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@niyazpk: I resent this comment:

"I am not sure that more serious* companies...I mean with actual paying customers and such."

Cheezburger has been a profitable business since inception. We have been profitable every single quarter, and never had a quarter with negative cash flows. Our revenues and profits are in the millions.

Very, very few startups can make that claim.

We operate three different lines of business: we sell advertising, we sell merchandise (at http://lolmart.com) and we publish printed materials such as books and greeting cards (http://amzn.to/buztLM).

I assure you that having fun and LOL is a serious business.


"Cheezburger has been a profitable business since inception. We have been profitable every single quarter, and never had a quarter with negative cash flows. "

Oh come on now, how could you have negative cash flow? Your whole business model is based around publishing content on the web you didn't create, (and 99% of the time probably don't even own the rights to), this is not exactly an expensive business to run.

Trust me, it's VERY easy to have negative cash flow, for any business

Sorry, don't get me wrong, I understand it's easy to burn through cash.

My point is: I'm not sure why Cheezburger thinks it's impressive to set up Wordpress blogs of other people's images without breaking the bank.

You don't think it's impressive? Go do it. I believe these guys are profitable with a headcount of 20-30 people (many of whom are content moderators). They've presumably built an ad-sales machine that works, a moderation machine that works, and build some fairly sophisticated custom software as well as the business analytics software behind it to measure/improve their sites. They've also built a "market testing" machine where they launch speculative blogs and measure their success/viability.

These guys have a GREAT growth curve and healthy margins- rare in the content world. Heck, look at Reddit. Great company, soaring page views, barely profitable.

I'm sure you're similarly unimpressed with Yelp? Threadless? Digg? Reddit?

I don't think you understand my point at all. The pageviews Cheezburger garner ARE impressive. That it is possible to run a business with very low capital costs (based on wordpress blogs) fairly inexpensively (and thus grow or _shrink_ organically) is NOT impressive.

I don't know if they're flouting it as "impressive" so much as "This is a fact that is not true for many other start ups."

>> Your whole business model is based around publishing content on the web you didn't create

You mean like Twitter? Facebook? Youtube?

I didn't read niyazpk's comment as a slur against your business model, but as an observation that assumes Cheez code is simpler to write and maintain then other code bases. I can see Cheez's approach working for a web based environment, but for something more involved, say Photoshop, this would probably be a disaster.

The fact that the Cheezburger Network code and development environment is as inviting and straightforward to new developers is not an accident. Without constant care and refactoring, even the most mundane-seeming software systems can develop into unmaintainable cruftballs.

You could also see it as a goal focused towards the quality and maintainability of the codebase, properly defined and communicated tasks, CI- and QA-processes etc. that make it possible.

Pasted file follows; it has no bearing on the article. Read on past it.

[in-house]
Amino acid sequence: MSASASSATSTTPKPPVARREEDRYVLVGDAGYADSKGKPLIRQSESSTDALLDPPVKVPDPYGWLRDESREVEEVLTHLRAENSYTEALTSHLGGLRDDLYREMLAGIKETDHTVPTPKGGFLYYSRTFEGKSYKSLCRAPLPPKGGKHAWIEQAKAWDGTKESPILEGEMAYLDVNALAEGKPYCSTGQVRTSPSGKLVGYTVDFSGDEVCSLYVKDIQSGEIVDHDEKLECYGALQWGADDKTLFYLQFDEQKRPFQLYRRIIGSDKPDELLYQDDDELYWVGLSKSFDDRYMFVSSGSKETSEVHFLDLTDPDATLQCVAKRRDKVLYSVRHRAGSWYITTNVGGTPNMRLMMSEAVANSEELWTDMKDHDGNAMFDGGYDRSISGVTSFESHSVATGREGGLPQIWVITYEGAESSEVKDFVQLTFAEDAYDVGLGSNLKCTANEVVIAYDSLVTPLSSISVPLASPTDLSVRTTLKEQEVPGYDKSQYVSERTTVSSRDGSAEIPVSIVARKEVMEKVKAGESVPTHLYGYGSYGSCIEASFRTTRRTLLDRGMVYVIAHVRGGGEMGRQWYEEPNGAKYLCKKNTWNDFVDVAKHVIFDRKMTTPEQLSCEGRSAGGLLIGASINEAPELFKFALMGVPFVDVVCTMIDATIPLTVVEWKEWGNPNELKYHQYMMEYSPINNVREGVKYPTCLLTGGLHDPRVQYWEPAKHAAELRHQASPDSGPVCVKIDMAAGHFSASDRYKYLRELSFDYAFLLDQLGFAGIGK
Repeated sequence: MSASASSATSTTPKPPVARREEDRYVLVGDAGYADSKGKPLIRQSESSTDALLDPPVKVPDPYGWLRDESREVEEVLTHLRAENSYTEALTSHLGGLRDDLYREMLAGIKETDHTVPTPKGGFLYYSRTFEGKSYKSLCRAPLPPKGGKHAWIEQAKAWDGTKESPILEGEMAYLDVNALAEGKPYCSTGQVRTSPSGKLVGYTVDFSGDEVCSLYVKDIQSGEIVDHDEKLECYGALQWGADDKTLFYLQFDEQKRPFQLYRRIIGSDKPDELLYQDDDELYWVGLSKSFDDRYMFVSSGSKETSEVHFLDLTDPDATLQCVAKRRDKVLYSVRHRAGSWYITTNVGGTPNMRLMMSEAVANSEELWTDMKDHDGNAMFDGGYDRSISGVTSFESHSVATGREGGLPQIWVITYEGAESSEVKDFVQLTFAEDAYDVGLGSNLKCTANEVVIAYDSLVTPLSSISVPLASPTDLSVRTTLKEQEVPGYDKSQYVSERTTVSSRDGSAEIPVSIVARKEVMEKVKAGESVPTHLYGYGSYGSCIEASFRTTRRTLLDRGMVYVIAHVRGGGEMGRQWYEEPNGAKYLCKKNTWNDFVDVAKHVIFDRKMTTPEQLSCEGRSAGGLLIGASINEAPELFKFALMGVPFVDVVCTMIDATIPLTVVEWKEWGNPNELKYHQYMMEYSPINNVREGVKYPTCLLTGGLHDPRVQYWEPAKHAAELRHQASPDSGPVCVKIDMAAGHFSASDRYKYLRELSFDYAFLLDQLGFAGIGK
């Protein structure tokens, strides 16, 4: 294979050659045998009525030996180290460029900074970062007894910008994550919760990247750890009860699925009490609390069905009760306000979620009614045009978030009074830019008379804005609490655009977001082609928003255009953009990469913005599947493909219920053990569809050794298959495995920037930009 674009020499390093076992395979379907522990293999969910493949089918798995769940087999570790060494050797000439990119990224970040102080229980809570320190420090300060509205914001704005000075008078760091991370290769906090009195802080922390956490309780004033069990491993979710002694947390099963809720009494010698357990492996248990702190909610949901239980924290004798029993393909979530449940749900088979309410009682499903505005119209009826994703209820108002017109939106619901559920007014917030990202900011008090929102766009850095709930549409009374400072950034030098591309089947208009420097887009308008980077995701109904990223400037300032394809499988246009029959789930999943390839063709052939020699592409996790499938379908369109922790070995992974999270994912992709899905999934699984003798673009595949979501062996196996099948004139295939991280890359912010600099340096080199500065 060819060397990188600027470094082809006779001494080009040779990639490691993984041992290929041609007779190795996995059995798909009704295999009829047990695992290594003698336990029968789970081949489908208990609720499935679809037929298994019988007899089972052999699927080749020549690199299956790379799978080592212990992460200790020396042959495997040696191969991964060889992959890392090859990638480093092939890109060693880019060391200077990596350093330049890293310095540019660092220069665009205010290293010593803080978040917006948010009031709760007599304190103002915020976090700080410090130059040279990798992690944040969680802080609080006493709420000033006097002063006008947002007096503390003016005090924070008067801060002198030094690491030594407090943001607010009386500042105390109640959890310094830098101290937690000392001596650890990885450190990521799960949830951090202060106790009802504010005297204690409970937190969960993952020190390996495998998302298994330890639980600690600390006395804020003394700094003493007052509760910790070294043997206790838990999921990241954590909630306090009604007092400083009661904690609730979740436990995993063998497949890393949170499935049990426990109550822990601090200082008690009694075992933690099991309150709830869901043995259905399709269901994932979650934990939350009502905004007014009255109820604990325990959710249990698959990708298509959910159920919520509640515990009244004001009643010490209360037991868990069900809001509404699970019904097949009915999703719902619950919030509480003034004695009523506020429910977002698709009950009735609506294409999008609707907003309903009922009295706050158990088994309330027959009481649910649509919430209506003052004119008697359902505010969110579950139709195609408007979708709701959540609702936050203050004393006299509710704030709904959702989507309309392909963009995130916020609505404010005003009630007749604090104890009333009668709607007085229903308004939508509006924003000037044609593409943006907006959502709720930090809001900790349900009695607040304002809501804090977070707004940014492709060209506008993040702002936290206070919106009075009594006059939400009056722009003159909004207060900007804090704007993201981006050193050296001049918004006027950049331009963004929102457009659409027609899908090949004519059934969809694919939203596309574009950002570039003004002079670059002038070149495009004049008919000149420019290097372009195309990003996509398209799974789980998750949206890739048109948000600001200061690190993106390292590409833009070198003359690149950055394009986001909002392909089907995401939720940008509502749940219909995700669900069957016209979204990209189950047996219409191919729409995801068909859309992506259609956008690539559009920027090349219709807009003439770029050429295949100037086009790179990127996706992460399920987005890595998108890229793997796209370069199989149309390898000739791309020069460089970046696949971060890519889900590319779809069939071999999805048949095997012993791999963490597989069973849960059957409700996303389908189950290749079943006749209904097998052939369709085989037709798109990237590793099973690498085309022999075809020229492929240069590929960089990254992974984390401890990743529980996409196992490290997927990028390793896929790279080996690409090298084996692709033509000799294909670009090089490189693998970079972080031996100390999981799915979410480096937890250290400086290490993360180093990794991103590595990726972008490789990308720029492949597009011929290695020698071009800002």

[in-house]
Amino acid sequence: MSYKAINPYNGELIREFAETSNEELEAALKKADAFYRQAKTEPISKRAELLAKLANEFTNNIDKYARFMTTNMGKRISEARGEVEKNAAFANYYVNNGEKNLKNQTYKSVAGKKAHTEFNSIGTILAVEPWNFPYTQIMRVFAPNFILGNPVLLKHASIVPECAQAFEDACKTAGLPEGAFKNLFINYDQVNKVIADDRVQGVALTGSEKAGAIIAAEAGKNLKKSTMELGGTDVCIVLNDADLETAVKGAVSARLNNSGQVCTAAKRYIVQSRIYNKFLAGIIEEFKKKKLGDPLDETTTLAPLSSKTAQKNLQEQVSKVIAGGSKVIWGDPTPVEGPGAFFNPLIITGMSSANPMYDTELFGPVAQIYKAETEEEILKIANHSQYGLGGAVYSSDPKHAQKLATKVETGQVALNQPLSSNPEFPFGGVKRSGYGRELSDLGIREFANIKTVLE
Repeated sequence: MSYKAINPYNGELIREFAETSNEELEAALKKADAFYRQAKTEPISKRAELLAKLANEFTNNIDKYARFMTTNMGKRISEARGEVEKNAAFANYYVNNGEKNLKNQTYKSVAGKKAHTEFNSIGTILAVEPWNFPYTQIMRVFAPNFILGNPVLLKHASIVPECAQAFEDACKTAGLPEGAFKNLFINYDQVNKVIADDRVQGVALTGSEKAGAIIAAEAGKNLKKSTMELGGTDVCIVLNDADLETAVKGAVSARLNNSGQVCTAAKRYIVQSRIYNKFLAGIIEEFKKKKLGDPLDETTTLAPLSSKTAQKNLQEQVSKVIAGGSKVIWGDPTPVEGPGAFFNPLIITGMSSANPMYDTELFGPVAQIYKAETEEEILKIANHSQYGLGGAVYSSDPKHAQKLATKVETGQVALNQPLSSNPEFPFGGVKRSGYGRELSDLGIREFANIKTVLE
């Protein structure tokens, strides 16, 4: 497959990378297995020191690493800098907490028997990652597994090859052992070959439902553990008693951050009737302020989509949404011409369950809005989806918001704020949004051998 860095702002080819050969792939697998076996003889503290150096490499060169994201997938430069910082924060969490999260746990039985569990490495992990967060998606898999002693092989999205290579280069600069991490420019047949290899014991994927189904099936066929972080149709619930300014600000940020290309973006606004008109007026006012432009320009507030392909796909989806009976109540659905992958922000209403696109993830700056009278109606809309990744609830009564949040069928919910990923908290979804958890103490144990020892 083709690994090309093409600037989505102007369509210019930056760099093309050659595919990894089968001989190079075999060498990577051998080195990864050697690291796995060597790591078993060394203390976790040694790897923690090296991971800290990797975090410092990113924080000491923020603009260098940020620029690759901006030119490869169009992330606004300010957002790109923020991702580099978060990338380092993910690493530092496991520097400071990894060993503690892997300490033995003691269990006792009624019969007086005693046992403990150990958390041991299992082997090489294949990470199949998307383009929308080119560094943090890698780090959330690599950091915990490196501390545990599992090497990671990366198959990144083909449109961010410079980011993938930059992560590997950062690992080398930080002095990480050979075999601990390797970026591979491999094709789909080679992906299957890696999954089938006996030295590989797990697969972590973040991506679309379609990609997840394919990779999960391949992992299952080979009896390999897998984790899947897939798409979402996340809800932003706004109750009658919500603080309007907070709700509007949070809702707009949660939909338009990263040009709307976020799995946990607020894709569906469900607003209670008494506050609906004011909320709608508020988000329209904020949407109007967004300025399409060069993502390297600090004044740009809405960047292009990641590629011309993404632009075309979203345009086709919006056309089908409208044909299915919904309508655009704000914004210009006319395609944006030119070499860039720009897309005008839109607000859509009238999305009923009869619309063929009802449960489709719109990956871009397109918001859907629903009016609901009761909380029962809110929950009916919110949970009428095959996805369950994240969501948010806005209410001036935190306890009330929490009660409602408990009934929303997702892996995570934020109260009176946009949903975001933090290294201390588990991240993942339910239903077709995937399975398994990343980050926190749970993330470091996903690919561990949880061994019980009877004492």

There's nothing inherently different between a website and "real" software that makes being agile (which this is really about) more possible on websites.

I apologize. I've removed the offending words. My argument stays.

If you are having people check in code on the first day, are you really serious, or just making up silly rules that will blow up when you are actually a company, not just "profitable from inception" (Man, have I heard THAT one before)

The company behind the Cheezburger network is very real (http://www.crunchbase.com/company/pet-holdings-inc). They run some very popular content sites. For example, I Can has Cheezburger is being visited by 3.6 million people per month. Their network as a whole is being visited by 12.1 million people per month, according to Quantcast (http://www.quantcast.com/p-75z9nhQwNH4Ek). How exactly is this business not "real" ?

Now, to the point at hand. Having a new hire show up on the first day, get their work station setup, and complete a round trip of checking out code, fixing something real, and getting it back into the repository is a very real milestone. You might take it as being flippant or process-ignorant, but by getting that new-hire through that hurdle on day one can be seen as a major accomplishment. It may not be right for some businesses, but if you instead got your new hires to submit a change for review rather than for integration into a production build you'd achieve the same effect.

Not only that, if any of my managers or hiring personnel ever bring an idea this dumb to me, I will fire them on the spot.


I can't believe how angry something this utterly nonsensical makes me, but at least I know it's being done by other companies, not by mine.

A little over the top, no? I agree that having developers commit to production code day 1 isn't right for all companies, but having systems sufficiently automated that you can set up a dev workstation and actually commit code in, say, 90 minutes should definitely be a goal for all companies.

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